>Rating: 1

    Failed after a few month

    Stopped working after about a year

    >Rating: 5

    Long term use review

    I've put it through the wringer

    I've been running this post for almost 2 years now, and the only issue may already be resolved by the newer model remote lever. The original lever is not as ergonomic or smooth around the edges which is more of a comfort issue than function. Otherwise, I use this dropper dozens of times every ride regularly trimming the seat height to match the terrain or to reduce fatigue. It's action is smooth, well modulated and very controllable. The quality of the clamp is pure Thomson (top notch). It's currently in my 2011 Trek HiFi. The only maintenance I've done is replacing the cable once and just keeping it clean.

    >Rating: 5

    Excellent dropper

    I've used it several times

    Although I have only used it for a couple of weeks- I am loving it already. This is my first dropper so have nothing to compare it to but has met or exceeded my expectations. Also- it looks really sharpe on my bike (as a side note).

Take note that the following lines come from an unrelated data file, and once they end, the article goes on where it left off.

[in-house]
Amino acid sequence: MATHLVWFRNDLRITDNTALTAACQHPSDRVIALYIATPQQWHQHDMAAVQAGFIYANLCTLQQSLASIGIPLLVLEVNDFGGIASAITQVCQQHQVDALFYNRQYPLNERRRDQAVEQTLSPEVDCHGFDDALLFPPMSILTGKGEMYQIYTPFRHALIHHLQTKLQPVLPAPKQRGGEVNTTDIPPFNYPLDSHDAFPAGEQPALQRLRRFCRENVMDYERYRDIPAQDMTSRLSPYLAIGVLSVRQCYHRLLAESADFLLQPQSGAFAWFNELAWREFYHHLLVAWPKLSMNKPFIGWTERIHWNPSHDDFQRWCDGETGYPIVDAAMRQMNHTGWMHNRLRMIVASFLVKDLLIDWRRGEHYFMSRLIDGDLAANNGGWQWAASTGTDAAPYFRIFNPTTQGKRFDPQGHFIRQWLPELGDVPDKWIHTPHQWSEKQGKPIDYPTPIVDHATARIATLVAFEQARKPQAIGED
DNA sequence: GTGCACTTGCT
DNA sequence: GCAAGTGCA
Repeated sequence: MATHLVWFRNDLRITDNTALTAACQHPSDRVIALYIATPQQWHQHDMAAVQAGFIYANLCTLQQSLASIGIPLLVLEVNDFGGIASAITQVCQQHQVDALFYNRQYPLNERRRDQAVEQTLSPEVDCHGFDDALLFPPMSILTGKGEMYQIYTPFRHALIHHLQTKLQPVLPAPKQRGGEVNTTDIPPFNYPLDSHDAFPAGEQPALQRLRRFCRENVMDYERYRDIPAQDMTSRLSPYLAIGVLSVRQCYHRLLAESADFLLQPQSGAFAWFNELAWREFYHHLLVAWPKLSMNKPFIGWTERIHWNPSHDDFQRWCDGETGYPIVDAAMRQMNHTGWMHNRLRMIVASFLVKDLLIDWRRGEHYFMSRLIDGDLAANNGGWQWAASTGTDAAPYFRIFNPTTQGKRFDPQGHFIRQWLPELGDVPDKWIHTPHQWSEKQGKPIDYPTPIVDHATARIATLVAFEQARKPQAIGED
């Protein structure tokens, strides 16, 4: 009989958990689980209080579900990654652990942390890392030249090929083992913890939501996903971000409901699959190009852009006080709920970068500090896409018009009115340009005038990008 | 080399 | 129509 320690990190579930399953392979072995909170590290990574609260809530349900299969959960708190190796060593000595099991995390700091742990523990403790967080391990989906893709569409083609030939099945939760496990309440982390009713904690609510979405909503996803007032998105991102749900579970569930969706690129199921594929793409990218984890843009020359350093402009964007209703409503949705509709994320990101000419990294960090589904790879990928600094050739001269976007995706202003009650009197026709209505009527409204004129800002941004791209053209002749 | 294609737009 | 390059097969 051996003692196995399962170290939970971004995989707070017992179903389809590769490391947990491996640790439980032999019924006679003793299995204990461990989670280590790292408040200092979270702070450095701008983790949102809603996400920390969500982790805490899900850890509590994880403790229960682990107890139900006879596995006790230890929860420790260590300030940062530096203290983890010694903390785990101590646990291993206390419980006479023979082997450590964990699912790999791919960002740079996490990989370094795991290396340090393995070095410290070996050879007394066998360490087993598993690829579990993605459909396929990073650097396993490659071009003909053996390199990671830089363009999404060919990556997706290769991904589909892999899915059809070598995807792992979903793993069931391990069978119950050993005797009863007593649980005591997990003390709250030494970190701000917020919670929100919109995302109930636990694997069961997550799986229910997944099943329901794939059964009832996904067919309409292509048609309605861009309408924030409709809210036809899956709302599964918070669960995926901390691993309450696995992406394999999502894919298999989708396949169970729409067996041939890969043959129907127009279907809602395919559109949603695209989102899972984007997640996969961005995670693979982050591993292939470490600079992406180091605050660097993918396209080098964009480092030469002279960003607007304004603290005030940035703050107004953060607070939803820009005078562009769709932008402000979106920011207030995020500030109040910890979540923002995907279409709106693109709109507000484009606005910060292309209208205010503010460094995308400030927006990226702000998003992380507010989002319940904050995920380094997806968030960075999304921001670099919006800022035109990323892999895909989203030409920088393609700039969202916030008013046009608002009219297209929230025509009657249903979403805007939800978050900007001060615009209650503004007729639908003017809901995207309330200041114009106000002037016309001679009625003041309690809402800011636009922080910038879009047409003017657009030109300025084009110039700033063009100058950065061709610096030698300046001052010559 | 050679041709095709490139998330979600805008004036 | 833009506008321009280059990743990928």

>Rating: 4

    Old School meets New Cool

    I've used it once or twice and have initial impressions

    You know that Thomson makes awesome stuff. I replaced my set (lay) back seat post with this one. Thing is I was always sliding to the nose of my saddle when I was climbing steep stuff anyway. The bike did not come with a quick release so the seat was high all the time. I am a weight weenie, that is my bike, not actually me. Adding 500 grams took a lot of pondering. Is is really worth spending that much $ to add additional weight? Well...I did it. I have not had much time on the seat post, and the new position and another lever takes a bit getting used to. The setup was easy, however, I added a (brake cable) noodle to keep the cable bend smooth, tucked in and clean. I really like having the seat out of the way, especially being able to do that on the fly. I just require a bit more practice to make using the seatpost smooth and automatic. Choosing the Thomson seatpost was a no brainer for me. Thomson stuff is just that good.